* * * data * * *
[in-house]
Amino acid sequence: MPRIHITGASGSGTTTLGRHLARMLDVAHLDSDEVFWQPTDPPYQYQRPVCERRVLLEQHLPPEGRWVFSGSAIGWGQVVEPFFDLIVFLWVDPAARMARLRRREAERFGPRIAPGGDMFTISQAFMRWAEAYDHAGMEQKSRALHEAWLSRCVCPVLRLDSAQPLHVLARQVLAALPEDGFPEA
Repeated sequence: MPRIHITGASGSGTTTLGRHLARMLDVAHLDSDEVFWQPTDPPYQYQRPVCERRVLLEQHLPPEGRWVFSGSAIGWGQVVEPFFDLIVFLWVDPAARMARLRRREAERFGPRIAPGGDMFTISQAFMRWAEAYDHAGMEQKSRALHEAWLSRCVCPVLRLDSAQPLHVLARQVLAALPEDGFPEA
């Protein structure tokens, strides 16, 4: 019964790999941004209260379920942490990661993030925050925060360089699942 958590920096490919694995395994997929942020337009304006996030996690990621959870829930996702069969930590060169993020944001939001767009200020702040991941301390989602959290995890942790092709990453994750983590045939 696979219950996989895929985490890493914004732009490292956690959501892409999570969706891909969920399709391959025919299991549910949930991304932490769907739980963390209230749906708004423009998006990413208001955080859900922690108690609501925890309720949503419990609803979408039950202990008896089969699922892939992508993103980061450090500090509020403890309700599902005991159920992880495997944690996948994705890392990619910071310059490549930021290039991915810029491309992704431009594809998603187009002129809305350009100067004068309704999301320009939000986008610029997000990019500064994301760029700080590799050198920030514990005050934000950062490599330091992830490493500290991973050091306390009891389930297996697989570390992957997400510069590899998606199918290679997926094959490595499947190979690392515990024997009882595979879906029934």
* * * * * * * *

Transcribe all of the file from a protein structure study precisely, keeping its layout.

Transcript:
[in-house]
Amino acid sequence: MPRIHITGASGSGTTTLGRHLARMLDVAHLDSDEVFWQPTDPPYQYQRPVCERRVLLEQHLPPEGRWVFSGSAIGWGQVVEPFFDLIVFLWVDPAARMARLRRREAERFGPRIAPGGDMFTISQAFMRWAEAYDHAGMEQKSRALHEAWLSRCVCPVLRLDSAQPLHVLARQVLAALPEDGFPEA
Repeated sequence: MPRIHITGASGSGTTTLGRHLARMLDVAHLDSDEVFWQPTDPPYQYQRPVCERRVLLEQHLPPEGRWVFSGSAIGWGQVVEPFFDLIVFLWVDPAARMARLRRREAERFGPRIAPGGDMFTISQAFMRWAEAYDHAGMEQKSRALHEAWLSRCVCPVLRLDSAQPLHVLARQVLAALPEDGFPEA
């Protein structure tokens, strides 16, 4: 019964790999941004209260379920942490990661993030925050925060360089699942 958590920096490919694995395994997929942020337009304006996030996690990621959870829930996702069969930590060169993020944001939001767009200020702040991941301390989602959290995890942790092709990453994750983590045939 696979219950996989895929985490890493914004732009490292956690959501892409999570969706891909969920399709391959025919299991549910949930991304932490769907739980963390209230749906708004423009998006990413208001955080859900922690108690609501925890309720949503419990609803979408039950202990008896089969699922892939992508993103980061450090500090509020403890309700599902005991159920992880495997944690996948994705890392990619910071310059490549930021290039991915810029491309992704431009594809998603187009002129809305350009100067004068309704999301320009939000986008610029997000990019500064994301760029700080590799050198920030514990005050934000950062490599330091992830490493500290991973050091306390009891389930297996697989570390992957997400510069590899998606199918290679997926094959490595499947190979690392515990024997009882595979879906029934």